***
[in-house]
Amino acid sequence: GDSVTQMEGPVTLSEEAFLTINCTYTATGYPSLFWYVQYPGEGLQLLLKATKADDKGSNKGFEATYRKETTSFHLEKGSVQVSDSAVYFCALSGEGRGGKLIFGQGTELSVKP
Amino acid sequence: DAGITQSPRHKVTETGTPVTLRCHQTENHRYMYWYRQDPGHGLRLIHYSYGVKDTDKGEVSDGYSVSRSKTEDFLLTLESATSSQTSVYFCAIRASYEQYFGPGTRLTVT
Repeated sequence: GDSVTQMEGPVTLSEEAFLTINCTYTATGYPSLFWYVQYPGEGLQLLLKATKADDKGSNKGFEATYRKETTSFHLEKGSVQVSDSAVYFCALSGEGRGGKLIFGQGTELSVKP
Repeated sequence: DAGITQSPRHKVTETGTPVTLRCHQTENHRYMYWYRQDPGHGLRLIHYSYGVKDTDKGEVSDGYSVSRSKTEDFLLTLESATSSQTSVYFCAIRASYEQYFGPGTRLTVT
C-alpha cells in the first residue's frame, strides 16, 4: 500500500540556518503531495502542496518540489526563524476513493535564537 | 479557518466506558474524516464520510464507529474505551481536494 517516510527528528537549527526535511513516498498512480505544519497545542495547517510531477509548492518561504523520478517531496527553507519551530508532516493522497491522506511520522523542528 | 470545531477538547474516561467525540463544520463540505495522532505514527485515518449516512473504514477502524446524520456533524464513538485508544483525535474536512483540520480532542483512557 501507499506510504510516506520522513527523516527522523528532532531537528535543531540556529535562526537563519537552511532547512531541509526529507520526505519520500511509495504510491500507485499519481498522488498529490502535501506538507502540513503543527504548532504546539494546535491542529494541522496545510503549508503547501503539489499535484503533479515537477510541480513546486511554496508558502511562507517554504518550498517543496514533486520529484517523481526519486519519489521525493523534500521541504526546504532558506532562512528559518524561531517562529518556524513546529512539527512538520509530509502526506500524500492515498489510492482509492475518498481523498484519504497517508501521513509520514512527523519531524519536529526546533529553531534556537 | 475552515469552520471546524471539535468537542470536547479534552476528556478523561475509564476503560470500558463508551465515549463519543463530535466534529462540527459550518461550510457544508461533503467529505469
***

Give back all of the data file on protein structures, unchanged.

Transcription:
[in-house]
Amino acid sequence: GDSVTQMEGPVTLSEEAFLTINCTYTATGYPSLFWYVQYPGEGLQLLLKATKADDKGSNKGFEATYRKETTSFHLEKGSVQVSDSAVYFCALSGEGRGGKLIFGQGTELSVKP
Amino acid sequence: DAGITQSPRHKVTETGTPVTLRCHQTENHRYMYWYRQDPGHGLRLIHYSYGVKDTDKGEVSDGYSVSRSKTEDFLLTLESATSSQTSVYFCAIRASYEQYFGPGTRLTVT
Repeated sequence: GDSVTQMEGPVTLSEEAFLTINCTYTATGYPSLFWYVQYPGEGLQLLLKATKADDKGSNKGFEATYRKETTSFHLEKGSVQVSDSAVYFCALSGEGRGGKLIFGQGTELSVKP
Repeated sequence: DAGITQSPRHKVTETGTPVTLRCHQTENHRYMYWYRQDPGHGLRLIHYSYGVKDTDKGEVSDGYSVSRSKTEDFLLTLESATSSQTSVYFCAIRASYEQYFGPGTRLTVT
C-alpha cells in the first residue's frame, strides 16, 4: 500500500540556518503531495502542496518540489526563524476513493535564537 | 479557518466506558474524516464520510464507529474505551481536494 517516510527528528537549527526535511513516498498512480505544519497545542495547517510531477509548492518561504523520478517531496527553507519551530508532516493522497491522506511520522523542528 | 470545531477538547474516561467525540463544520463540505495522532505514527485515518449516512473504514477502524446524520456533524464513538485508544483525535474536512483540520480532542483512557 501507499506510504510516506520522513527523516527522523528532532531537528535543531540556529535562526537563519537552511532547512531541509526529507520526505519520500511509495504510491500507485499519481498522488498529490502535501506538507502540513503543527504548532504546539494546535491542529494541522496545510503549508503547501503539489499535484503533479515537477510541480513546486511554496508558502511562507517554504518550498517543496514533486520529484517523481526519486519519489521525493523534500521541504526546504532558506532562512528559518524561531517562529518556524513546529512539527512538520509530509502526506500524500492515498489510492482509492475518498481523498484519504497517508501521513509520514512527523519531524519536529526546533529553531534556537 | 475552515469552520471546524471539535468537542470536547479534552476528556478523561475509564476503560470500558463508551465515549463519543463530535466534529462540527459550518461550510457544508461533503467529505469